“Freeway” Rick Ross is name full of resonance, belonging to a man who is notorious for flooding Los Angeles with cheap cocaine during the 1980s.
From being a promising tennis prospect; to running a massive drug empire shifting up to $3 million of merchandise per day to clients including the Bloods and Crips street gangs; to getting unwittingly mixed up in the Contras scandal though his main source, Nicaraguan drug-lord Oscar Danilo Blandón; to serving 13 years of sentence in the feds and winning his freedom through the courts; to reinventing himself as a grassroots activist and self-proclaimed “Mayor of the Ghetto”—Freeway Rick has lived a life worthy of filling at least one book. (And it has: The now-56-year-old street legend penned Freeway Rick Ross: The Untold Autobiography in 2014.)
Since his release from prison in 2009, and despite more recent scrapes, Freeway Rick traverses the country attending events, promoting his book, clothing line and documentary, and talking to kids about the dangers of drug use—and, critically, the dangers of the lifestyle.
A lot of hustlers—and I am one, or was; I served 21 years of a 25-year mandatory minimum sentence for dealing weed and LSD—get caught up in being all that a drug dealer can be. The buzz, the power, the money, the popularity, the women—these things can become as much of an addiction as sticking a needle in your arm. When you do business as a top-echelon drug dealer, you live like a rock star.
How do you resist that? And how do you replace it, once you’ve had it?
Freeway Rick’s résumé also includes suing rapper Rick Ross for using his name and likeness, and being portrayed by Michael Kenneth Williams in the Hollywood Movie Kill a Messenger. But for all his fame and infamy, Freeway Rick feels that the most important journey in life has been his recovery.
It’s been a gradual process, but he feels like he has finally gotten to a place where he’s not only comfortable with who he is, but not adverse to talking about it. He caught up with The Influence to do just that.
Seth Ferranti: Why did you start selling drugs in the first place, other than the fact that your high school upholstery teacher was willing to help you?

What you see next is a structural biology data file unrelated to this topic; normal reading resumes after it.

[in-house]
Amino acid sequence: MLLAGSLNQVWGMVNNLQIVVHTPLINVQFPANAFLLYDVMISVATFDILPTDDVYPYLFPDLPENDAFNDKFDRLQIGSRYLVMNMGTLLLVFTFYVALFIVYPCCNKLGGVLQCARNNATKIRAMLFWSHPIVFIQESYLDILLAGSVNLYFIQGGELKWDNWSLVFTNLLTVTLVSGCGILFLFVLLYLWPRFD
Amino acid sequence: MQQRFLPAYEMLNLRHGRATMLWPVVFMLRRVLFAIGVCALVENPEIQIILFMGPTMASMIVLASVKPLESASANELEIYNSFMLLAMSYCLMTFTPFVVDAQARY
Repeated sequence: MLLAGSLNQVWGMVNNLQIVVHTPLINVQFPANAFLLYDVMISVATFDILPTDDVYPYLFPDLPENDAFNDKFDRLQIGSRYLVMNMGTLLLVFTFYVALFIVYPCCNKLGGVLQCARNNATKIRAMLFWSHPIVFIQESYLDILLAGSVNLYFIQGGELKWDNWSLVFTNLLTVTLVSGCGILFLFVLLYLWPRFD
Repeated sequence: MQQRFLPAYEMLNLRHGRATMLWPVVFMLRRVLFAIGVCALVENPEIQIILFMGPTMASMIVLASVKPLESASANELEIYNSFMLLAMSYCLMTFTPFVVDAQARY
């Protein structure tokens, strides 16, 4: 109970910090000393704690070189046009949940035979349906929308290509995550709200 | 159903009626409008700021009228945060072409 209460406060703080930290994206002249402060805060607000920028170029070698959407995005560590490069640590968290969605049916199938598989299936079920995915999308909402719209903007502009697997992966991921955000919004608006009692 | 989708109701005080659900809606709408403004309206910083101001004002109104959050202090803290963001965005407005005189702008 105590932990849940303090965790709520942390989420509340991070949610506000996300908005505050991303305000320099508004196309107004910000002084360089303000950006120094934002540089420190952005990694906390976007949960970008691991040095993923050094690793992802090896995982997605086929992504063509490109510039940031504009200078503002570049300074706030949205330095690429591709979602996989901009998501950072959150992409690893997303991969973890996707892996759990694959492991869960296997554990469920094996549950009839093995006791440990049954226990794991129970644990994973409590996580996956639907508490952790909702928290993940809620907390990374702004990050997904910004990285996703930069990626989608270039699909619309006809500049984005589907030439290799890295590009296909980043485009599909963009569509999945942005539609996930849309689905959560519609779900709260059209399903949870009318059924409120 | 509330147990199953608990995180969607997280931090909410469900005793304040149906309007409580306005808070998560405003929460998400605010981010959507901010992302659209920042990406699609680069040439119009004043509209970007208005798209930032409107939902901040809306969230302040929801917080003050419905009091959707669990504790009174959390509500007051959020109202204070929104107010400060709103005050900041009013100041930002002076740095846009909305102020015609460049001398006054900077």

Freeway Rick Ross: The reason I started to sell drugs was because I’d put myself in a position educationally where my options were very limited. Without a formal education, it’s almost impossible here in America to get a job. I couldn’t read.
I couldn’t write, so I couldn’t fill out the application, even though I was willing to do almost any kind of work. I’d made up my mind that whatever job I went into, I was going to do it the same way I played tennis.
Everyone has heard of your tennis career. What exactly happened?
Pretty much I had dedicated myself to tennis until I found myself at the end of my rope, in a position where I could go no further without an education. There was no way that I’d be going to a college [on a tennis scholarship], because basically, I was a functional illiterate. My tennis career was over before it started.
You’ve said you have an addictive personality; how did that transfer to the drug game?
I definitely have an addictive personality. Whatever I get into, I throw myself into it. I go into it wholehearted, no-holds-barred. I don’t want to leave no rock unturned. And that’s basically the way I went into the drug business.
What you find yourself doing is chasing that same high that the drug users are chasing—trying to get that hit again, you know? Trying to get that fix, trying to go to that next level, which is almost impossible to get. Dealers find themselves in that same position. You want to be the man, you want to be the guy that your family comes to when they need help, that your loved ones can count on.